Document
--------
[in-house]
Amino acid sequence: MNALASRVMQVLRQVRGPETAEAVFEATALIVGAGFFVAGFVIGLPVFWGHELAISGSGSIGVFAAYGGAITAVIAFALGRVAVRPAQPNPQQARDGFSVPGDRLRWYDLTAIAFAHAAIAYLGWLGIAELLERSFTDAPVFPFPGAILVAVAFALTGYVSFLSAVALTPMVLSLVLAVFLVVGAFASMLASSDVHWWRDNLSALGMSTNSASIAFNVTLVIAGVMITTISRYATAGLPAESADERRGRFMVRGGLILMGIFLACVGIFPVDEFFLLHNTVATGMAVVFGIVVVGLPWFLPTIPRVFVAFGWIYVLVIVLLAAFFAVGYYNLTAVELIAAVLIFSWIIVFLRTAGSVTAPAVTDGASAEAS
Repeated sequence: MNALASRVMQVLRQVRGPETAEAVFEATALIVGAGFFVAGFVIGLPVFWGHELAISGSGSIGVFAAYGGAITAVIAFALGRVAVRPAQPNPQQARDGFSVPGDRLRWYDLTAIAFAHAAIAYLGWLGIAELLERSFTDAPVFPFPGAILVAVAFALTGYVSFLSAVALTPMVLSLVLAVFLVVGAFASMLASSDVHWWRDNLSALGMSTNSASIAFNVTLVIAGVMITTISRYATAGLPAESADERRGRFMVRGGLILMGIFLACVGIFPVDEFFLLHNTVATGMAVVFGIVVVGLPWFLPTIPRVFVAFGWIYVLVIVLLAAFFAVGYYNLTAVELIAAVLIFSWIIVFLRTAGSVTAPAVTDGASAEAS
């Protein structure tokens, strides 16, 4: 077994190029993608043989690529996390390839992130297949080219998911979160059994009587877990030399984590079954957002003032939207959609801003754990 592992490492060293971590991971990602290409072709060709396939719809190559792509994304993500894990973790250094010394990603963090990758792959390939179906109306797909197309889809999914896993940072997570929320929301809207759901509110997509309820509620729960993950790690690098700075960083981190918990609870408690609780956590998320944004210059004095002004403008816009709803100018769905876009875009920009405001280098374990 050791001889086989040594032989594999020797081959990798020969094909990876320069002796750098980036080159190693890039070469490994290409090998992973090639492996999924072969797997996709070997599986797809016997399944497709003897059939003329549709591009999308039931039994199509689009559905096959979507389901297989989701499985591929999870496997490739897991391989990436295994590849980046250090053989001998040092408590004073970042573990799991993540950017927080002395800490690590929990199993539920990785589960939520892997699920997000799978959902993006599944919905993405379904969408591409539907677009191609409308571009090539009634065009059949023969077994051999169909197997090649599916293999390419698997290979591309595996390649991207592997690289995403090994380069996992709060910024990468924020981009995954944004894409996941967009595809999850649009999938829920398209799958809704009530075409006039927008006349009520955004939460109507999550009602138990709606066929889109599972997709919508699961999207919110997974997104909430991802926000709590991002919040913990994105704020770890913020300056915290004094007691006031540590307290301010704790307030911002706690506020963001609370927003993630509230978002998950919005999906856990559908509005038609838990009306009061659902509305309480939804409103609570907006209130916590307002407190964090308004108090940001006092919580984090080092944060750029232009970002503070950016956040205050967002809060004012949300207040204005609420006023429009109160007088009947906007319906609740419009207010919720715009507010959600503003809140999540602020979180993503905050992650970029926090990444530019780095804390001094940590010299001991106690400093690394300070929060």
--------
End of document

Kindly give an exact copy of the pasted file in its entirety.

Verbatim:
[in-house]
Amino acid sequence: MNALASRVMQVLRQVRGPETAEAVFEATALIVGAGFFVAGFVIGLPVFWGHELAISGSGSIGVFAAYGGAITAVIAFALGRVAVRPAQPNPQQARDGFSVPGDRLRWYDLTAIAFAHAAIAYLGWLGIAELLERSFTDAPVFPFPGAILVAVAFALTGYVSFLSAVALTPMVLSLVLAVFLVVGAFASMLASSDVHWWRDNLSALGMSTNSASIAFNVTLVIAGVMITTISRYATAGLPAESADERRGRFMVRGGLILMGIFLACVGIFPVDEFFLLHNTVATGMAVVFGIVVVGLPWFLPTIPRVFVAFGWIYVLVIVLLAAFFAVGYYNLTAVELIAAVLIFSWIIVFLRTAGSVTAPAVTDGASAEAS
Repeated sequence: MNALASRVMQVLRQVRGPETAEAVFEATALIVGAGFFVAGFVIGLPVFWGHELAISGSGSIGVFAAYGGAITAVIAFALGRVAVRPAQPNPQQARDGFSVPGDRLRWYDLTAIAFAHAAIAYLGWLGIAELLERSFTDAPVFPFPGAILVAVAFALTGYVSFLSAVALTPMVLSLVLAVFLVVGAFASMLASSDVHWWRDNLSALGMSTNSASIAFNVTLVIAGVMITTISRYATAGLPAESADERRGRFMVRGGLILMGIFLACVGIFPVDEFFLLHNTVATGMAVVFGIVVVGLPWFLPTIPRVFVAFGWIYVLVIVLLAAFFAVGYYNLTAVELIAAVLIFSWIIVFLRTAGSVTAPAVTDGASAEAS
């Protein structure tokens, strides 16, 4: 077994190029993608043989690529996390390839992130297949080219998911979160059994009587877990030399984590079954957002003032939207959609801003754990 592992490492060293971590991971990602290409072709060709396939719809190559792509994304993500894990973790250094010394990603963090990758792959390939179906109306797909197309889809999914896993940072997570929320929301809207759901509110997509309820509620729960993950790690690098700075960083981190918990609870408690609780956590998320944004210059004095002004403008816009709803100018769905876009875009920009405001280098374990 050791001889086989040594032989594999020797081959990798020969094909990876320069002796750098980036080159190693890039070469490994290409090998992973090639492996999924072969797997996709070997599986797809016997399944497709003897059939003329549709591009999308039931039994199509689009559905096959979507389901297989989701499985591929999870496997490739897991391989990436295994590849980046250090053989001998040092408590004073970042573990799991993540950017927080002395800490690590929990199993539920990785589960939520892997699920997000799978959902993006599944919905993405379904969408591409539907677009191609409308571009090539009634065009059949023969077994051999169909197997090649599916293999390419698997290979591309595996390649991207592997690289995403090994380069996992709060910024990468924020981009995954944004894409996941967009595809999850649009999938829920398209799958809704009530075409006039927008006349009520955004939460109507999550009602138990709606066929889109599972997709919508699961999207919110997974997104909430991802926000709590991002919040913990994105704020770890913020300056915290004094007691006031540590307290301010704790307030911002706690506020963001609370927003993630509230978002998950919005999906856990559908509005038609838990009306009061659902509305309480939804409103609570907006209130916590307002407190964090308004108090940001006092919580984090080092944060750029232009970002503070950016956040205050967002809060004012949300207040204005609420006023429009109160007088009947906007319906609740419009207010919720715009507010959600503003809140999540602020979180993503905050992650970029926090990444530019780095804390001094940590010299001991106690400093690394300070929060």